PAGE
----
Monster Energy/Pro Circuit Kawasaki’s Blake Baggett reestablished himself in the Lucas Oil Pro Motocross Championship with a classic come-from-behind charge to snag the overall win at the GEICO Motorcycle Budds Creek National. He talked about it at the end of the day.
Racer X: Moto one you were coming, and you were chewing them up. What happened? Did you just run out of time?
Blake Baggett: Yeah, the motos were too short! Yeah, just ran out of time. Didn’t use my time wisely in the beginning of the moto. I tried some lines and it just didn’t work. I got stuck in traffic and just couldn’t get up there in time to put up a big fight.
You've been in this class for a couple years. You have a national championship. How do you not get good starts? You just refuse to start in the top two!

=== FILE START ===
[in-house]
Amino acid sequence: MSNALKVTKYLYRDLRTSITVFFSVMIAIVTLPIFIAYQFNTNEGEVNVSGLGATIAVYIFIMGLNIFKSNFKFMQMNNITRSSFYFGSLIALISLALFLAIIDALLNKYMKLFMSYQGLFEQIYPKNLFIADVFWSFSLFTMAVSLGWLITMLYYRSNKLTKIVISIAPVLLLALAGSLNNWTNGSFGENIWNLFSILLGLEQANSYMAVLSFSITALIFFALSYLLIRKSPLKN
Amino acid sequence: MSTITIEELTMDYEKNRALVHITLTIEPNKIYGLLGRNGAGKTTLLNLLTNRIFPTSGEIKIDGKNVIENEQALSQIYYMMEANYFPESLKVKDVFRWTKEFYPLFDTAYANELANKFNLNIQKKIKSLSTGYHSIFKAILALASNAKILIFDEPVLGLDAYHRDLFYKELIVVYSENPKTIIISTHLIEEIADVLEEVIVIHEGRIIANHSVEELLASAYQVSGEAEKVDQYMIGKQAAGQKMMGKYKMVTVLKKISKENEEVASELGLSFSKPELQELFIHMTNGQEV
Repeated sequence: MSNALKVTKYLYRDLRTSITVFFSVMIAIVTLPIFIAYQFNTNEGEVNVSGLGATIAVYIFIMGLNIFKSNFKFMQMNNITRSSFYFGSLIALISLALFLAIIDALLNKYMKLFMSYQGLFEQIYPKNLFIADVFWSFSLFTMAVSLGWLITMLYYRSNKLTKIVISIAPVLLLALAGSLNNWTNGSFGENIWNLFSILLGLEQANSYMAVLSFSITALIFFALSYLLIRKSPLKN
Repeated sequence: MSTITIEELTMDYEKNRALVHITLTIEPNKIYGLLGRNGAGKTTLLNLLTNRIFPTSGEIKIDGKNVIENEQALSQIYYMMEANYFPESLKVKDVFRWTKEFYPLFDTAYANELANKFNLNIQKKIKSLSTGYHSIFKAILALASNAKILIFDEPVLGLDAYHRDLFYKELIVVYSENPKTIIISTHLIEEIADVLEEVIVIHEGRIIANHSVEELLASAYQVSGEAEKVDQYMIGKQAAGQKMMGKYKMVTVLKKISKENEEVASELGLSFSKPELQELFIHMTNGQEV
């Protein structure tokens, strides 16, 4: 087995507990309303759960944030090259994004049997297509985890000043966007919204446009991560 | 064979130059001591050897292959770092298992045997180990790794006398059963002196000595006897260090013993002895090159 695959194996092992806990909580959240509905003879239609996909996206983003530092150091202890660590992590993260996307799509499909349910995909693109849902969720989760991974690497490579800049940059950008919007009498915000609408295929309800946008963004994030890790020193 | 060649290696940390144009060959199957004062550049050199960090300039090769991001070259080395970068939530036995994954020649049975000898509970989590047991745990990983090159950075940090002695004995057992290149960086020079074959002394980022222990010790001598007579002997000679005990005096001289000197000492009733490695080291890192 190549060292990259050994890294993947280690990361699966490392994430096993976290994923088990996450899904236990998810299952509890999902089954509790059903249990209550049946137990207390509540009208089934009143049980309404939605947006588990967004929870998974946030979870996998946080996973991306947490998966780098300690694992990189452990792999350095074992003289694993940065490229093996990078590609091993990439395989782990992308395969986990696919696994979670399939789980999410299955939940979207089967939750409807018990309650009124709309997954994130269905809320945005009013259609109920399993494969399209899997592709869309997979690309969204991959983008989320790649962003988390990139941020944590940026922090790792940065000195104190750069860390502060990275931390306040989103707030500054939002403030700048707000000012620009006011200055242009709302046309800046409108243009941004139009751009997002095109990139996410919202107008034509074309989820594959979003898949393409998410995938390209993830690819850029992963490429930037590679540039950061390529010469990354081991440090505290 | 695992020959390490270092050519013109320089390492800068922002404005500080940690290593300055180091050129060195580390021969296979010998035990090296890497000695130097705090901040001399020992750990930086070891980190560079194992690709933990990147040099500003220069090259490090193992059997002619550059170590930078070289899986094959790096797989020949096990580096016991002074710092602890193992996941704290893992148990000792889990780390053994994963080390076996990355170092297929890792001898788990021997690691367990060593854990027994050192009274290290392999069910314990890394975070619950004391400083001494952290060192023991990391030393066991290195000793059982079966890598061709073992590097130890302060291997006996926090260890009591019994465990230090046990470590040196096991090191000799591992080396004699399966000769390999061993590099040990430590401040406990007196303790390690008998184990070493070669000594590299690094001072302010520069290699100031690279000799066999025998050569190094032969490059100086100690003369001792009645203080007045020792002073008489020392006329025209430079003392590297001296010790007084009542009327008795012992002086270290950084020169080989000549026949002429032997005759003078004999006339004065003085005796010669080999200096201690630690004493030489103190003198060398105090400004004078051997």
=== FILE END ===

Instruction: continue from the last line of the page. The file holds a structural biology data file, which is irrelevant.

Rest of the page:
We’ve been working on that for pretty much my whole career now. Got a good start at the first moto at RedBud, almost got the holie, pushed out a little too wide, though. We’re plugging away, but maybe, one day, things will change and we’ll get some holeshots.
Did you actually luck out the second moto? There was a first turn pile up. Did that actually help you? It looked like you snuck through there when those guys went down. Did you actually make passes off of that?
No, not really. Mitch said he could read my jersey going down the first turn and down the straight. I was buried.
Reading the jersey is not good?
Reading the jersey is not good.
So the start was really bad in the second moto then?
Yeah, [Justin] Bogle was to the right of me, and he just jumped out and he was there. I had nowhere to go.
Does this do anything confidence-wise when you’re really on it in that second moto? Did you kind of feel like this is how you were anyway, and you kind of expected this kind of thing?